The government is renewing a push for more waste management infrastructure in its drive to achieve ambitious targets set in a new waste management blueprint.
In its report “Hong Kong: Blueprint for Sustainable Use of Resources 2013-2022” released Monday, the Environment Bureau outlined a comprehensive strategy, targets, policies and action plans for waste management.
A three pronged approach would be adopted consisting of policies and legislation, territory-wide waste reduction campaigns and finally, allocating resources to enhancing waste-related infrastructure.
The infrastructure facilities consist of waste treatment facilities, waste-to-energy integrated waste management facilities and landfill extensions.
The report said while some measures were done well, there were major missing elements in the waste infrastructure and the government was already filling in the gaps.
A sludge treatment facility at Tsang Tsui in Tuen Mun is scheduled for completion by end of 2013 to treat all of Hong Kong’s sludge generated from the Harbour Area Treatment Scheme and regional sewage treatment works while Hong Kong’s first Organic Waste Treatment Facility (OWTF) is still under planning.
Contractors have until 5 July to submit tenders to the Environmental Protection Department for the design, construction, operation and maintenance for organic waste treatment facilities phase 1 at Siu Ho Wan in North Lantau.
“Before long, we will need to commit to a second OWTF, and we also need to build a sizable integrated waste management facility (IWMF) with enhanced capacity to turn waste to energy and deal with [municipal solid waste] that has not been taken out of the waste stream,” the report said.
The report said a second OWTF is planned for commissioning by 2017 while a search will be conducted for a third and more OWTFs.
The government’s earlier plan for an IWMF, a waste incinerator to be built on an artificial island next to Shek Kwu Chau island to the south of Lantau Island, is currently mired in a judicial review over the environmental impact assessment for the project.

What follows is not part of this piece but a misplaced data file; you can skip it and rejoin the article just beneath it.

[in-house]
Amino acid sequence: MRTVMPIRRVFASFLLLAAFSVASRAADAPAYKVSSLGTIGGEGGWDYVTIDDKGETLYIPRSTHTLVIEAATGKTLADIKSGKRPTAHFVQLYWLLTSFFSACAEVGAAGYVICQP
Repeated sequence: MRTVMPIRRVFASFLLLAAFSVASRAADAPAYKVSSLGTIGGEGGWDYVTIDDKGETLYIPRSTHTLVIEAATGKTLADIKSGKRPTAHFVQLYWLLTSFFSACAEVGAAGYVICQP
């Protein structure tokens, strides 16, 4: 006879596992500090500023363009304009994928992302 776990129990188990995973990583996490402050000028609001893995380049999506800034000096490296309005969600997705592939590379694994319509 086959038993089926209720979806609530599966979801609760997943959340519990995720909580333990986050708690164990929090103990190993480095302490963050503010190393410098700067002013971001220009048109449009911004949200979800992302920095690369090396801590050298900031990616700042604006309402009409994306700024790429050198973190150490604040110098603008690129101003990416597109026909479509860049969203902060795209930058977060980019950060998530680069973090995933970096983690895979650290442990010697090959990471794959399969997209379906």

The report warned the territory’s three landfill sites at NENT in northern New Territories, SENT in Tseung Kwan O and WENT in the western New Territories would be full from 2015 to 2019 and as such needed extensions now to extend their operating life.
In March last year, the Environment Bureau submitted funding proposals to the Legislative Council’s Panel on Environmental Affairs for the incinerator and extensions to the three landfills.
The bill for the incinerator in particular was estimated at HK$14.96 billion in money-of-the-day (MOD) prices while the total cost for extensions to the three landfills was HK$8.42 billion at MOD prices.
However the panel threw out the funding request the following month.
The panel will review a new funding request for the landfill extensions with cost now at HK$8.95 billion at MOD prices, up 6.2 percent compared with the last funding request.
A WEEE (Waste Electrical and Electronic Equiptment) treatment plant at EcoPark in Tuen Mun is also planned.
A review of the charging scheme for construction waste will also be carried out.
All this spending on infrastructure along with other waste reduction measures was directed at one target, reducing per capita disposal rate of municipal solid waste from the current 1.27 kilograms per day to 0.8 kilograms by 2022, a reduction of 40 percent.
However, the Secretary for Environment Wong Kam-sing admitted yesterday that the target may not be met if the government lost the judicial review.
“If the government loses that one, it will be a long hard battle to get other sites approved,” a former senior official at Lands Department said.